F-22s for the Air *National Guard*?

Hickam Air Force Base recently got some F-22s. They are to be flown by the Hawaii Air National Guard.


Why are these zillion-dollar jets being entrusted to “1 weekend a month, 2 weeks a year” pilots? The training alone must be enormous for these planes. Wouldn’t it be more appropriate for the active-duty personnel at Hickam to be flying them?

Or am I misunderstanding the Air National Guard?

The Army National Guard and Air National Guard now have soldiers and airmen who are known as AGR (who’s full name escapes me at the moment). These guys are essentially on active duty for the Guard unit, and do the jobs that require more than just the typical guardsman.

I imagine that the F-22s of the HAANG will be piloted by airmen who will be on AGR status on a rotating basis. Also most pilots coming into the ANG tend to have time flying in the active Air Force.

You are, but it is a common misunderstanding.

The “one weekend a month, two weeks a year” thing is no longer true, if it ever was. That is the absolute minimum commitment for a Guardsman, be it in services, the band, armor, infantry, flight, whatever.

However, rated officers and enlisted people have a much more substantial commitment than that. Take me, for instance. I am a rated enlisted man, so in addition to my standard commitment I must fly for proficiency, typically a minimum of 4 hours per month. I have semi-annual flight training requirements that must be met. I must also be available for immediate deployments should the need occur.

The Guard is largely seen as a cost-effective way of running the military. We can be federalized at any time, yet we don’t draw a full-time salary and we don’t get full-time benefits. Yet we are largely looked down upon by the active duty military as so-called “Weekend Warriors” even though we carry much more of the burden than we should, being such a small component of the military.

The pilots flying the F-22 will be just as proficient as those on active duty. They get their initial training at the same places side by side and the instructor pilots in the Guard are typically very experienced (I have pilots with well over 30 years of flight time). I wouldn’t worry about it were I you.

Also this! I spent in total (with training, AT, and drill weekends) probably about 14 weeks last year on duty status. Part time my ass.

You’re misunderstanding it for sure.

First, the ANG pilots generally, but not necessarily are former active-duty pilots.

Second, they tend to wipe the floor with active duty pilots due to MUCH more flight experience.

Third, the ANG is who does the combat air patrol (or whatever it’s called) around the US borders. There used to be a squadron of ANG fighters based at Ellington south of Houston, that did patrols over the Gulf of Mexico- they were the ones who escorted Air Force One to Barksdale AFB from Florida on 9/11.

It makes sense that you’d want Hawaii’s ANG to have the latest fighter aircraft, considering that they’re rather remote from the mainland and any other bases.

Thanks all! I was disparaging the ANG at all, I concede the misunderstanding.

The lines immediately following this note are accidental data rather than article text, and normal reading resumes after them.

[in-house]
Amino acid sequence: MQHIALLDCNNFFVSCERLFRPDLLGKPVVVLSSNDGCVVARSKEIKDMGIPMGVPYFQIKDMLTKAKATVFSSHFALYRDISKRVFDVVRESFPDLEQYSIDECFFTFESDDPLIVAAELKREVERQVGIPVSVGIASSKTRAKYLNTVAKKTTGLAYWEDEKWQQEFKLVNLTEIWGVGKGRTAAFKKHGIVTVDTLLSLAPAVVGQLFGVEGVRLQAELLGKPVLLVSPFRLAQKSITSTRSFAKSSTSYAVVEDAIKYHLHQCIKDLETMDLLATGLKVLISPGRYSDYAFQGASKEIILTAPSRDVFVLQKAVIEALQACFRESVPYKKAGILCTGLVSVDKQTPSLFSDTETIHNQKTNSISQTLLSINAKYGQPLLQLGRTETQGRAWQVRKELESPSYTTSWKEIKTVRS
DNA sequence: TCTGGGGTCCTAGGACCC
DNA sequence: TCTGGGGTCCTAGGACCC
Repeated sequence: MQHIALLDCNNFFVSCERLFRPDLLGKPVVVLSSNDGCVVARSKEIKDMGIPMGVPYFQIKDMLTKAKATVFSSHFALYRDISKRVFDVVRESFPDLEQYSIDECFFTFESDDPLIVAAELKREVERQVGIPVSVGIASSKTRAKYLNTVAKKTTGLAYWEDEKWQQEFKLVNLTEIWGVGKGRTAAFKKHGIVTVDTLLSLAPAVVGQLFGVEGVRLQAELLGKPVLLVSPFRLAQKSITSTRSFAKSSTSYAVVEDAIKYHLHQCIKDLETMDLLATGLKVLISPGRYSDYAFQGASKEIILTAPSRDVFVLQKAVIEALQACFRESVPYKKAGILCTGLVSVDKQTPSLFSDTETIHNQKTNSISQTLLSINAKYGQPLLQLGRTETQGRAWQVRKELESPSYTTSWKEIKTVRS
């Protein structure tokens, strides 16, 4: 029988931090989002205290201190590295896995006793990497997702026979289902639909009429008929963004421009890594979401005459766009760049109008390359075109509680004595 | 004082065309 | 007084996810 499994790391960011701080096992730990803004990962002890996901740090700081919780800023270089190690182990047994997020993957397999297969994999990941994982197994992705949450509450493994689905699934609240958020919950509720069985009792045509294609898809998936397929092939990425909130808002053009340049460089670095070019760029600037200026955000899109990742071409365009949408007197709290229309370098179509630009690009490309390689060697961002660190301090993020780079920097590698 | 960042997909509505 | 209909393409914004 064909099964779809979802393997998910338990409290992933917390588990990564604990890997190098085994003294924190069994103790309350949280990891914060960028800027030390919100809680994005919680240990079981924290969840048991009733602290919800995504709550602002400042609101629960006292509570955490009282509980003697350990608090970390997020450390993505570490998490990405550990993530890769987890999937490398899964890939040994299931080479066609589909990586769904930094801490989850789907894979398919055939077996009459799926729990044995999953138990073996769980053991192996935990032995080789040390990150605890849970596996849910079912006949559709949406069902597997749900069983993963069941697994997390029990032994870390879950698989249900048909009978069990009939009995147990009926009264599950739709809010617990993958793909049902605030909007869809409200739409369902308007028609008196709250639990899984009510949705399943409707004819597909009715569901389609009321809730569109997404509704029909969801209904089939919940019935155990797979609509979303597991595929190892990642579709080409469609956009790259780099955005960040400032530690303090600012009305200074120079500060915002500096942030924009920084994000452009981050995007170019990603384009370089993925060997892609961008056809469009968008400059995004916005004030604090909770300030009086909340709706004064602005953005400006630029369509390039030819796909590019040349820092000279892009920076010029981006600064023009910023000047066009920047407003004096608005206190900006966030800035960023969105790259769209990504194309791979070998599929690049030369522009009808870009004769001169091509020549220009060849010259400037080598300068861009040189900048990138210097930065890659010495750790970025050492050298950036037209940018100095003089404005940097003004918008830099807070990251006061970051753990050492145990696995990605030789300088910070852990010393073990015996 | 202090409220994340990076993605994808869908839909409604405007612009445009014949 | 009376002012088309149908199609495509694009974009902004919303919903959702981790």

And yes, I assumed Bob in Accounting or Joe at the Auto Repair shop wasn’t flying those jets on the weekends. So, I wasn’t worried if Japan tried a do-over here.

I just figured for the F-22, only people who were full-time with the Air Force would have the training and resources needed to fly those. That the Air Force would “reserve” those kinds of high-performance planes to their active-duty officers.

Part of me figured there’d be a lot of competition between the USAF’s own fighter jocks for these jets, that they wouldn’t filter down to the ANG. “I can pick up more chicks flying these over a KC-135, let the weekend warriors take those”.

I dunno, KC135s can be pretty sexy

It has to do with what was said up thread. The ANG has what is called the “Air Sovereignty” mission- it’s essentially a Combat Air Patrol to protect American aerospace. It’s had this mission for going on four decades. The aircraft that have been doing this mission are mostly F-15s, who airframes are reaching the end of their service lives, are the ones being replaced by the F-22. And the oldest F-15s are mostly in the Air Guard’s inventory.

Active duty fighter jocks have to content themselves with the newest of the F-15s, and the F-16s. Then some day they’ll get the F-35. Someday.

In addition, the flight maintenance personnel at a National Guard base tend to be much more experienced. Your average active duty flight maintenance technician is only on the job for a few months, and then he/she is transferred. By contrast, it is not uncommon to meet a maintenance technician at a Guard base with more than 15 years of experienced working on an F-16 (or whatever). Aircraft at Guard bases are *very *well taken care of as a result.

I was talking with an ANG F-16 pilot about flying time just a couple weeks ago. He said that he flies about 8 times in an average month, which he said was about the same amount of training time he got when he was active Air Force. In addition to weekends, his employer allows him to take a day about every other week so he maintains proficiency in everything he needs to do, and the amount of training time goes up as he prepares to deploy.

Cause Transformers 3 is coming out in July and have to get ready for the return of megatron and soundwave.